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PostPosted: Tue Nov 16, 2010 4:13 pm 
Hey, fellow CL members, long time no see! My exams are finally over and I'm back with a review of a second-hand lens. :)

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Introduction

For the past couple of weeks, i've been scouring local classifieds listings for a seller. Initially, I thought 24mm would be the ideal focal length for a walkabout general purpose lens, but quickly lost heart when I discovered that its market price (second-hand) was about SGD$360 (divide by ~1.3 to get currency value in USD$), way above my budget of about S$200+. Hey, I'm only a student..

Anyway, after turning my attention to the Minolta 28mm f2.8 (second-hand market price ~S$180) and the Sony 50mm f1.8 (new: S$219; second-hand: ~S$170), Sony greatly gave me false hope by releasing a 35mm f1.8 , and then later listing it for a ridiculously high price of S$369. If you do your math, you'll know that it's absurdly way above the US MSRP of USD$199.

Luck struck and scouring work finally paid off when I found a seller letting go of this lens at a bargain of S$180. It's an incredible deal vis-a-vis its market price (second-hand) of S$360. His reason: "a small scratch on the rear element". It didn't matter to me - I picked up my phone and contacted him immediately. His personal ad had been published just an hour before, but he claimed that he already had another interested party. I upped my offer to S$200 (seriously, it's still a bargain) and hey presto, he agreed to meet me today for the sale.
(He later discovered some 'spots on the lens' and reduced the selling price to S$170 - very honest man, he was)

I inspected every corner of the lens when I met him, and discovered his 'small scratch' was actually a slightly deep, ~0.4cm long abrasion on the rear element. It's actually pretty severe for a scratch on the rear element - but he stated upfront in his ad that the low price was for this 'defect'. Luckily, it was only on the extreme far side of the rear element, bordering the plastic, so I doubt it would drastically affect the image quality all over my pictures.

After taking a picture with my camera (then getting -impressed- by its sharpness at 100% view) and checking out the 'small spots' on the otherwise-clean second-front element, I decided that it was a worthy deal, and the transaction went through.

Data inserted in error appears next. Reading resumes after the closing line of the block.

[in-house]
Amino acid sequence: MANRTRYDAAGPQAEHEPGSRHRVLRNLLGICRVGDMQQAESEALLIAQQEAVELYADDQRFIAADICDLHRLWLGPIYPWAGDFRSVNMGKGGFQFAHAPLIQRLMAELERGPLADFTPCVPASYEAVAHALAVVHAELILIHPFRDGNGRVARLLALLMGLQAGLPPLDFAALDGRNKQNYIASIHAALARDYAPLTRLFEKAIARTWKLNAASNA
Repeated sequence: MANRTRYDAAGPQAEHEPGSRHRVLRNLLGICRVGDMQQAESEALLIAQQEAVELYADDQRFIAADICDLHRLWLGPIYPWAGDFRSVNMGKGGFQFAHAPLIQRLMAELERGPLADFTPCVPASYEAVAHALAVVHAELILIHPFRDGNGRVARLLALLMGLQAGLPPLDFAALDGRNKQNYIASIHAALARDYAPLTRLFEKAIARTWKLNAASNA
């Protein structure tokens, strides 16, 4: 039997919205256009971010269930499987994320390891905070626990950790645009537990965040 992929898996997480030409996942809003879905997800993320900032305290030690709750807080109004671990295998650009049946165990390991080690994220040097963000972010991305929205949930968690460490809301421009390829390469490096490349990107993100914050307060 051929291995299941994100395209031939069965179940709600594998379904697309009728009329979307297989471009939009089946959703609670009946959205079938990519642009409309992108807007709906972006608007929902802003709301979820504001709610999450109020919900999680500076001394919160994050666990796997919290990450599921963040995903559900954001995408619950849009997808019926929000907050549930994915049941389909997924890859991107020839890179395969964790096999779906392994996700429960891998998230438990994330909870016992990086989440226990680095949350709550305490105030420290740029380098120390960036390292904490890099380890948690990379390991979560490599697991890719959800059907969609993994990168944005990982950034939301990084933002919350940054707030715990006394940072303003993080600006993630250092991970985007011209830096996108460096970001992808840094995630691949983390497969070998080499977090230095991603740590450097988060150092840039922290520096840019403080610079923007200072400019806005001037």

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I will be bringing out the lens tomorrow for the first time, and will be using it as a walkabout lens - what I intend to use it for. No other lens will be brought along.

Pictures will be posted here later on, I promise, and the rest of this review will be done Thomas-style :D

-SnS 8)


Last edited by SCREAMnSHOUT on Mon Nov 22, 2010 3:49 am, edited 1 time in total.

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PostPosted: Thu Nov 18, 2010 1:53 pm 
Haven't seen you around for a while. Nice find!


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PostPosted: Mon Nov 22, 2010 3:48 am 
Build quality

The little lens felt pretty solid when I first picked it up, and my impression has not changed. Made of a glossy black plastic, it even (falsely) felt heavier than my 18-70mm kit lens on first touch. It is that solid - but made of plastic nevertheless. I dare say it can survive a 1m drop without any damage to the barrel. Can't say the same for the lens elements inside though.

Starting from the back, it has a very hard metal lens mount that appears to not even have a single scratch on it, despite the age of the lens. About 1cm from the mount forward, the barrel reaches another plastic 'section'. In this section, there is a Minolta logo, a focusing distance window :D (makes the lens looks expensive, even though the lower-end 28mm 2.8 has this feature too) with depth-of-field markings for f4, f8, f16 and f22 and a infrared marking for f4. Like many lenses with a focusing distance window, the measurements are thoughtfully given in imperial (ft.) and metric (m) measurements. The last adornment on this section is a short description of the lens: AF Lens / 24. Following that, the rest (about 2/3rd) of this section is a rubber-like textured friction grip. It doesn't work wonders, though, because of little friction due to the scrimping of rubber.

The focus ring's grip is a little disappointing, sadly. For a lens of this price when new, I expected more than ordinary ribbed plastic of about half a centimetre in length. Sony has adopted the Minolta RS (restyled) version of a rubberised grip on this little ring for its 28mm 2.8 and 50mm 1.4 models. Thankfully, the saving grace of this lens is that it feels very smooth when turning. Obviously, you cannot expect "L" quality, but it beats my 18-70mm and 75-300mm kit lenses in fluidity.
Another thing to add is that this focus ring turns when focusing, which startled me a little when i first autofocused because I habitually reached too far forward, and it started turning while autofocusing.

Of 55mm filter diameter, the filter ring is said to not turn during focusing. I have not tried this yet, because I have not invested in a circular polarising filter.

The front of the lens, which you can imagine is wide like any other 24mm f2.8 lens, has the filter diameter, lens brand, and lens name surrounding the front-most lens element.

All the markings on this lens can be said to be printed in quality ink because none of them have been significantly worn off - all are still of a brilliant white.

Still more to come :)

SnS 8)


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